When I locate subluxations, I look for indicators of joint fixation around the spine and pelvic joints. When I examine a patient, we feel and discuss sensations associated with joint restriction, tension, tenderness and/or pain. We compare that with what we feel in the area of other joints. In most instances, we mutually agree about these indicators.

“Palpation” refers to that interactive examination. ‘Motion palpation’ refers to using patient movement to find joint fixations. Re-examination after a chiropractic adjustment may demonstrate that some of these multiple indicators of subluxations are reduced. Subsequent visits involve re-examination, adjusting and comparative examination.

The patient and I feel the indicators, I adjust the subluxations, and we re-feel the indicators. Generally, after we locate and I adjust those mechanical impairments, we share a high level of consensus about the indicators that were present before and immediately after the adjustment. Our consensus about comparative outcomes at each visit permits us to gauge ongoing progress.

What happens after we locate and I adjust a subluxation is governed by the power that heals the body.

During the first phase of care, most subluxation related symptoms fluctuate and eventually reduce. By the end of the trial period, in most instances, if there is no improvement at all or the symptoms have increased, we cease care.

During the initial examination, at the report of findings and subsequent visits, the patient and I may discuss probable relationships between what malfunctions we found on examination and what emotional, physical and/or chemical stresses may have initiated and could continue to contribute to their subluxations.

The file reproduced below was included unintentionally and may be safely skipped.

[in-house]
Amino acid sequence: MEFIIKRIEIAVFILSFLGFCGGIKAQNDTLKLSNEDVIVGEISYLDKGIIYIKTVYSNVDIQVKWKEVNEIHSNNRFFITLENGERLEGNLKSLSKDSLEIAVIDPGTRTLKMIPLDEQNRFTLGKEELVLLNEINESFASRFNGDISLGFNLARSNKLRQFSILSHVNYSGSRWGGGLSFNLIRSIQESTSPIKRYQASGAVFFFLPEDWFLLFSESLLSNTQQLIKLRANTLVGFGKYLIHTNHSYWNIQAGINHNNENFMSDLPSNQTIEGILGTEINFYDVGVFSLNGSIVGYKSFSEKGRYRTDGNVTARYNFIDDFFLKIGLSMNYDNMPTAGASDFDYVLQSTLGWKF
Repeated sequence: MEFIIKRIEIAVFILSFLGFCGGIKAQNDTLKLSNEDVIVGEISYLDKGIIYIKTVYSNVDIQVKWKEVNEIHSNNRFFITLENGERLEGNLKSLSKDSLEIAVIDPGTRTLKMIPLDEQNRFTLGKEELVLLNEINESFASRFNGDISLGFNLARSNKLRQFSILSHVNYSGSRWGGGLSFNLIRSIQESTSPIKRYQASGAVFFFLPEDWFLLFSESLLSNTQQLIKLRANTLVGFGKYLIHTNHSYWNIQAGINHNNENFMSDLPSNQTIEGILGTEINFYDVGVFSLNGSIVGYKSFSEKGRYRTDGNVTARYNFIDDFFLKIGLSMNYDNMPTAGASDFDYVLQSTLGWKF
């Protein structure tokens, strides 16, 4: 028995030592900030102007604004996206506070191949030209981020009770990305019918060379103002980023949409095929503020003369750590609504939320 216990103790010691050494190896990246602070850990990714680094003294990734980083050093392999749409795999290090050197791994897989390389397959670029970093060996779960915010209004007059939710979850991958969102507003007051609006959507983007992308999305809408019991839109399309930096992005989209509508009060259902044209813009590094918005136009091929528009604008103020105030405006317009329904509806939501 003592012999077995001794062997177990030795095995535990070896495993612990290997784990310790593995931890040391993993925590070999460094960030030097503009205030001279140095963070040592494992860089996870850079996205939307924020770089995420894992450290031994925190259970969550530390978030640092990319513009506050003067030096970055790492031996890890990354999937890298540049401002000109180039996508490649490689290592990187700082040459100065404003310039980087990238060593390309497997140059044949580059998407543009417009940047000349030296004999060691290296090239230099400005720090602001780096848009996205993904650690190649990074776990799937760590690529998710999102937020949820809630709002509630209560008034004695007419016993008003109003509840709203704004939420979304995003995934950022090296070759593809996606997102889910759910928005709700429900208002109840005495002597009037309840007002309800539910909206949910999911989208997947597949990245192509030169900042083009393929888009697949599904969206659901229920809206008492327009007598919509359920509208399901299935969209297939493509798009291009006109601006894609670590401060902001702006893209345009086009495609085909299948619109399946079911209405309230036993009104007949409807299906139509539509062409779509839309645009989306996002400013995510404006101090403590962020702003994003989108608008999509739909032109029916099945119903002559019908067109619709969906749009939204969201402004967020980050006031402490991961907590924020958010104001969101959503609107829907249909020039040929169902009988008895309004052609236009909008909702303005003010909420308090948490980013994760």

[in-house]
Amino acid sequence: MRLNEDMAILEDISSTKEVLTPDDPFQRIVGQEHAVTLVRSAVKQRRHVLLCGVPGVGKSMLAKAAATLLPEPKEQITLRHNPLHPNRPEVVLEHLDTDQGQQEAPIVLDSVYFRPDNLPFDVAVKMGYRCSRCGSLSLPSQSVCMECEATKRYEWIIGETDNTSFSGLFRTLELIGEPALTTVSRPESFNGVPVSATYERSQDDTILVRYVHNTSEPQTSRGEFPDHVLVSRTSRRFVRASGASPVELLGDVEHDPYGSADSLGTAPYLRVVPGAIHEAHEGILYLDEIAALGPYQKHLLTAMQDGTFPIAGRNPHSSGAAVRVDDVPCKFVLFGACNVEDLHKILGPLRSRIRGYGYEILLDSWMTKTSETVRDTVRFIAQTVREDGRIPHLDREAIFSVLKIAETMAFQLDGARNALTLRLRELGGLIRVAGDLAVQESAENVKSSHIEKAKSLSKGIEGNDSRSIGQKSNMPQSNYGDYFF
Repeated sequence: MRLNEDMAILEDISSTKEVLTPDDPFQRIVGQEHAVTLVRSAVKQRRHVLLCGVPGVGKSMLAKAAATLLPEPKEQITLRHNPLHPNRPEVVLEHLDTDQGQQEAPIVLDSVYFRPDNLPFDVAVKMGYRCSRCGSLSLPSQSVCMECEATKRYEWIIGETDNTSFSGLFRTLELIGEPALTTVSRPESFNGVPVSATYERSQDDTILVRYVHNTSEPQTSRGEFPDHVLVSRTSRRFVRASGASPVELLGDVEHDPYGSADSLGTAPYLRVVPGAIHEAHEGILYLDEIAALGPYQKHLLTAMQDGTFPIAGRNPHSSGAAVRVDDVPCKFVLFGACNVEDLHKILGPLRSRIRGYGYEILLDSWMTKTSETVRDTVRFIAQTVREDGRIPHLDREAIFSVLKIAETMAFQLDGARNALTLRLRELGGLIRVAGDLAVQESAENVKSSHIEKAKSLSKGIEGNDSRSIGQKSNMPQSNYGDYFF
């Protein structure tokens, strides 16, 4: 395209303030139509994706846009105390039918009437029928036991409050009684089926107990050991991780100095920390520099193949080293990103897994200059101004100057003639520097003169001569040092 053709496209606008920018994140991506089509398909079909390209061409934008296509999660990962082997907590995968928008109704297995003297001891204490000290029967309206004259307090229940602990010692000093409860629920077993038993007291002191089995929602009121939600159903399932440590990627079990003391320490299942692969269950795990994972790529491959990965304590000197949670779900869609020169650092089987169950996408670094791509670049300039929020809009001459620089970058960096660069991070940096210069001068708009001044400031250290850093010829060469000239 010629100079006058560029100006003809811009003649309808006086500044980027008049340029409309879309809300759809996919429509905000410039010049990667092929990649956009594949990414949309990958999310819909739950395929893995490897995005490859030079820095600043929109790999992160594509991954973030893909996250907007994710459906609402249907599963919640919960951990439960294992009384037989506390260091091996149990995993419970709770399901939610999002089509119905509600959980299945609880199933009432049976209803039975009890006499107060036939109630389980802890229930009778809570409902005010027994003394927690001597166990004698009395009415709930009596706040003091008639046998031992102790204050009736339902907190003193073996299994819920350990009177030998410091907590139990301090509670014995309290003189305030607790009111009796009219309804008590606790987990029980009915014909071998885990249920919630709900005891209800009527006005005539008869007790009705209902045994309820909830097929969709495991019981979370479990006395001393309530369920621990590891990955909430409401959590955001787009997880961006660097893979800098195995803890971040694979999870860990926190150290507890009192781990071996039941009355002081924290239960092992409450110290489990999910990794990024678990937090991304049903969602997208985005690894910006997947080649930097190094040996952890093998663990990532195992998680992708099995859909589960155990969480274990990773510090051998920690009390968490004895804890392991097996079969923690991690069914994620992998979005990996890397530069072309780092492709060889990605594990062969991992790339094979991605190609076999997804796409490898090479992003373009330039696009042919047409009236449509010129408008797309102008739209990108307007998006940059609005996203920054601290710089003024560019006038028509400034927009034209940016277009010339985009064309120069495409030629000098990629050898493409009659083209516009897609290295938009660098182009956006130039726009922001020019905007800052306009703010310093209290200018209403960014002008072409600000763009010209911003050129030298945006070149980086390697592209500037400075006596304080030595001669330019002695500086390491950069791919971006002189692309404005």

If the patient elects to continue care, visit frequency reduces and rehabilitation may incorporate a return to increased activity and exposure to recommended exercises. The patient may be advised to; "Do what you can with comfort and avoid doing whatever causes discomfort."

Patients learn by experience how exceeding their spine’s stress-bearing tolerance, demonstrates the difference between how they feel when they are “out of adjustment” compared to when they are “in adjustment”. Incurring these symptoms may encourage patients to avoid excessive stress loadings.

Continuing chiropractic care as an integral part of your overall health care may assist to avoid or minimize subluxation related symptoms. A desired outcome of chiropractic is to aid patients to either minimize or eradicate subluxations. 

Acquiring subluxations and retaining them is an illness-oriented choice just as staying in adjustment is a health choice. I recommend staying “in adjustment” through lifelong, regular chiropractic care. What you choose is up to you.

Best Wishes,

Michael McKibbin and Staff


Your Chiropractor

Michael McKibbin passed his Iowa Basic Science and graduated from Palmer College of Chiropractic in Davenport Iowa.

Since then both wonderful staff and patients have contributed toward decades of valued experience in his family practice.


October 2010
This is the October 2010 newsletter.

JC Smith Response Australia Letter